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The Art of Naming Your Business

Naming your business should be enjoyable, but for some entrepreneurs, it is stressful. What if you pick the wrong name? While it is smart to be cautious, it is nothing to get overly concerned about. The important thing to realize is that your business name will become your alter ego, so you have to pick a name that reflects well upon you and your business.

How do you pick a great name? You have three options: You can pick a clear name, you can pick an obscure name, or you can hire a business to come up with a name.

The first method is to pick a name that says exactly what your business is and/or what benefits people will get by choosing it. This is my favorite technique as it’s hard to go wrong.

Begin with what your business is going to do and what image you are trying to create.

Begin with what your business is going to do and what image you are trying to create. Both must either be in the actual name of the business or at least reflected in the name, so that when people hear it, they know what you are offering. Using this method, you would pick a name that quickly explains what the business is: Mr. Plumber, or Borders Bookstore and Café, or CompUSA.

Alternatively, you might want the business name to express the benefits that people will get by patronizing the business – think Jiffy Lube or Quickee Mart or Baja Fresh.

If you want to name the business yourself after a benefit, I recommend that you answer the following questions:

  • What sort of business are you starting?
  • What will be the distinguishing characteristics of the business?
  • What benefits will people get by coming to the business?
  • List five adjectives that will describe the business:
  • What are the good and bad things about those names?

Based on the above, come up with five possible names for you business. After you come up with five names that you really like, get some feedback from people you trust; they may not think your name is as good as you think it is. Remember, your home-based business has to serve a market need, and so finding out what the market thinks about your proposed business name, even in a small and informal way, is smart.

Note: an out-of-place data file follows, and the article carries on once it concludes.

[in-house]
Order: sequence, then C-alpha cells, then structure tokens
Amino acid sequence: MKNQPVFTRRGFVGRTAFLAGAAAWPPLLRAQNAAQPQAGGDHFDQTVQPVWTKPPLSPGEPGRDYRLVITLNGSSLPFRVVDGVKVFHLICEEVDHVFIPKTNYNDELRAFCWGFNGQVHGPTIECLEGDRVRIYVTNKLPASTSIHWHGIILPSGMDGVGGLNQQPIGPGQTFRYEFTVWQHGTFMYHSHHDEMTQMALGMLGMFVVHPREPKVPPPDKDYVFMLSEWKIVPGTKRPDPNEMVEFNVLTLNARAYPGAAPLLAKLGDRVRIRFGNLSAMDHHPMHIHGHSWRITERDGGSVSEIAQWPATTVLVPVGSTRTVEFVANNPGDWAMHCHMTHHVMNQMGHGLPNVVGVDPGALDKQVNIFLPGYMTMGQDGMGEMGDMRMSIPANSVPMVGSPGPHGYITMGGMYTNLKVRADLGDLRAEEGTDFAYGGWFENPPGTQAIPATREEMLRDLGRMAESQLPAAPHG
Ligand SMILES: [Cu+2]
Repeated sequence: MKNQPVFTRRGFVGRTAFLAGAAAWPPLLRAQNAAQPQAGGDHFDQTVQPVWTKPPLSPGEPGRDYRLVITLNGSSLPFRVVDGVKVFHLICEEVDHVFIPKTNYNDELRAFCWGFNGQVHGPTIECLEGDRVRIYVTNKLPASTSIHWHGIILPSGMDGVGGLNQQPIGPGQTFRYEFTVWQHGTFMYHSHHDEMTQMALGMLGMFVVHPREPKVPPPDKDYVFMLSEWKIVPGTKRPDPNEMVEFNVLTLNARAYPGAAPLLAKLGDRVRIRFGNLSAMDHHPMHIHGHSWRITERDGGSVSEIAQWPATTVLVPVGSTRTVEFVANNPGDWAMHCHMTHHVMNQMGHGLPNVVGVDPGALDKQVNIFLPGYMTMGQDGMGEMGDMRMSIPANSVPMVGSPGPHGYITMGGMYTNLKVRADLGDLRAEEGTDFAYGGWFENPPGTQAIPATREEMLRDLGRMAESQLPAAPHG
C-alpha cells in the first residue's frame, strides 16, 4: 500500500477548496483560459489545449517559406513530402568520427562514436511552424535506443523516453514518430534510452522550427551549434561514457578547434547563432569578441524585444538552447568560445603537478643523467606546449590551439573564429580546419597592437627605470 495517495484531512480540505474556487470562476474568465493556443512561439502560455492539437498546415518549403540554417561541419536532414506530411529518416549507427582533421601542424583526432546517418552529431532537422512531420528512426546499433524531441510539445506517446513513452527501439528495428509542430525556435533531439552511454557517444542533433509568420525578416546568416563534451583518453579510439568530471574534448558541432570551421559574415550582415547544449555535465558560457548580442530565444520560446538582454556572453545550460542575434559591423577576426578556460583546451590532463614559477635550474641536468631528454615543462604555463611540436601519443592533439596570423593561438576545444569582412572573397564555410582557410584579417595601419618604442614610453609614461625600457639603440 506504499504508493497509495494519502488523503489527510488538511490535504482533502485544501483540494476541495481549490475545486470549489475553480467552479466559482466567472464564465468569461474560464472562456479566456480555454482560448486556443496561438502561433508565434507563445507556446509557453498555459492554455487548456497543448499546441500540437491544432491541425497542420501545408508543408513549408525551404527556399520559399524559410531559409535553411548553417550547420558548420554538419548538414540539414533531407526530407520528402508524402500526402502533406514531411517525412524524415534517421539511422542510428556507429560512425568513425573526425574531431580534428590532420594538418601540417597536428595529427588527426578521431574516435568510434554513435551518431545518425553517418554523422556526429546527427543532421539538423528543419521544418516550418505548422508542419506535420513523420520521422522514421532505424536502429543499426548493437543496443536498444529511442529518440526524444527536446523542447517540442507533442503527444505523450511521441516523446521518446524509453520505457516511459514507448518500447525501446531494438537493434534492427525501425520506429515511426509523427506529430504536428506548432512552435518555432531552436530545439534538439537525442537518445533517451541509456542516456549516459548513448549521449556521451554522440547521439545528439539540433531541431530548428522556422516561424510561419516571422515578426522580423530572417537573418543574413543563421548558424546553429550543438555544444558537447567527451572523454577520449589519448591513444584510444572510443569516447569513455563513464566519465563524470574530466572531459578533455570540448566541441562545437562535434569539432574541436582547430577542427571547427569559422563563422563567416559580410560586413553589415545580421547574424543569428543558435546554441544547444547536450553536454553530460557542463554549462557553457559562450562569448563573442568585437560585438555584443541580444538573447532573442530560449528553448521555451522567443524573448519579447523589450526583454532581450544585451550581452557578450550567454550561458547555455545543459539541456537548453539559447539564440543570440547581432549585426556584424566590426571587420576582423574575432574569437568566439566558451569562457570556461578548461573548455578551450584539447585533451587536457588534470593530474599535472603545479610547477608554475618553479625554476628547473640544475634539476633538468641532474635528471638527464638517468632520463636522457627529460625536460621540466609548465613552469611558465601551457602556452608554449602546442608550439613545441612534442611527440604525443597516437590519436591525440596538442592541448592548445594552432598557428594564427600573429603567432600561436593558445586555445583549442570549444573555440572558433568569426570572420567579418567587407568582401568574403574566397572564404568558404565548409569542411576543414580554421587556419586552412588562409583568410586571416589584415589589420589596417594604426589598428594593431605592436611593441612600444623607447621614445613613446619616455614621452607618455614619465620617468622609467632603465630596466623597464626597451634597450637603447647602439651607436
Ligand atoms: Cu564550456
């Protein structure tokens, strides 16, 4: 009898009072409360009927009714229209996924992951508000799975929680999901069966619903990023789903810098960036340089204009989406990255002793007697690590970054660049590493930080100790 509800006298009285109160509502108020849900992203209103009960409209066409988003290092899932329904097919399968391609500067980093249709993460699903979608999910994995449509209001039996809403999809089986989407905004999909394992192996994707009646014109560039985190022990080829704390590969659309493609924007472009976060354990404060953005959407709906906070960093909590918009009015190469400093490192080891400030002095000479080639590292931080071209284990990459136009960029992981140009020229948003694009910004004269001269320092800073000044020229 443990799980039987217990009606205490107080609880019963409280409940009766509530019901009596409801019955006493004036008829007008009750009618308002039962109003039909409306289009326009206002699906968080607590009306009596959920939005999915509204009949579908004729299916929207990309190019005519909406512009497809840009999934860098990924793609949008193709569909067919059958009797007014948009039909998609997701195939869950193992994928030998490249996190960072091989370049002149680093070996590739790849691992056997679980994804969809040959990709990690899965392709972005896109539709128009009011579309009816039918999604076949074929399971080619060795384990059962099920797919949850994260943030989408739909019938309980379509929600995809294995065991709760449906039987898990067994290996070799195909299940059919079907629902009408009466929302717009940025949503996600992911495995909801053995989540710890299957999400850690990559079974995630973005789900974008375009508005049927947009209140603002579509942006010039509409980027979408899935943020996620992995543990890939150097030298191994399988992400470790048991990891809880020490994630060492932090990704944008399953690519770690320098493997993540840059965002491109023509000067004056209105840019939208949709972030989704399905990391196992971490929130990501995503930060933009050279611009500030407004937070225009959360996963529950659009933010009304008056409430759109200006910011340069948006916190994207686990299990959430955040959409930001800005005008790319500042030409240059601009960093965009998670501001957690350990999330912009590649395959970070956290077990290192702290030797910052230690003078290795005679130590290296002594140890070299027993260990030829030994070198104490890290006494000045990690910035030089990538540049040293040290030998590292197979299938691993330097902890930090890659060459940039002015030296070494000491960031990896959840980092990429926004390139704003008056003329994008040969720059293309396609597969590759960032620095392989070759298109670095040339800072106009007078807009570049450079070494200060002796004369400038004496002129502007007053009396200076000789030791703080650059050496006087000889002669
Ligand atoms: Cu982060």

As you settle on one, be sure the name is not already in local use and it is not too similar to that of a competitor. Try and pick one that is catchy and memorable; alliteration often works well.

When Nolan Bushnell started his home-based business, he wanted to name his company Syzygy. Since that name was already taken, he settled on Atari instead.

Be sure too to pick a name that is not difficult to pronounce or spell. When people call directory assistance, you want them to be able to find you. For example, when Nolan Bushnell started his home-based business, he wanted to name his company Syzygy. Luckily, that name was already taken, so he settled on Atari instead (a word used in the Japanese game GO to warn opponents that they are about to be conquered.)

Bushnell was using the second method: Picking a name that is totally unique – think Amazon.com or Xerox. These names are great because they are in fact so unique, and therefore, memorable. The risk though is that while yours may be memorable too, if you can’t afford to get people to remember it, it may just be an odd name. One reason Amazon and Xerox are memorable names is because those companies had the wherewithal to get people to remember them. If you do not have a sizable marketing budget, picking an obscure name can be more of a curse than a blessing.

The last method for creating a winning business name is to hire a business to name it for you. There are companies whose business is to come up with business names. They usually do a great job of coming up with a memorable name, and get paid handsomely for their efforts – $50,000 is not uncommon. For the right business, it may be a smart marketing move, but most home-based businesses are best served by coming up with a name themselves.

The bottom line: Find a few names, get some feedback, and pick one that will catch people’s attention.

 

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About Steve Strauss

Senior small business columnist at USA TODAY and author of 15 books, including The Small Business Bible, Steve is your host here at TheSelfEmployed.com.


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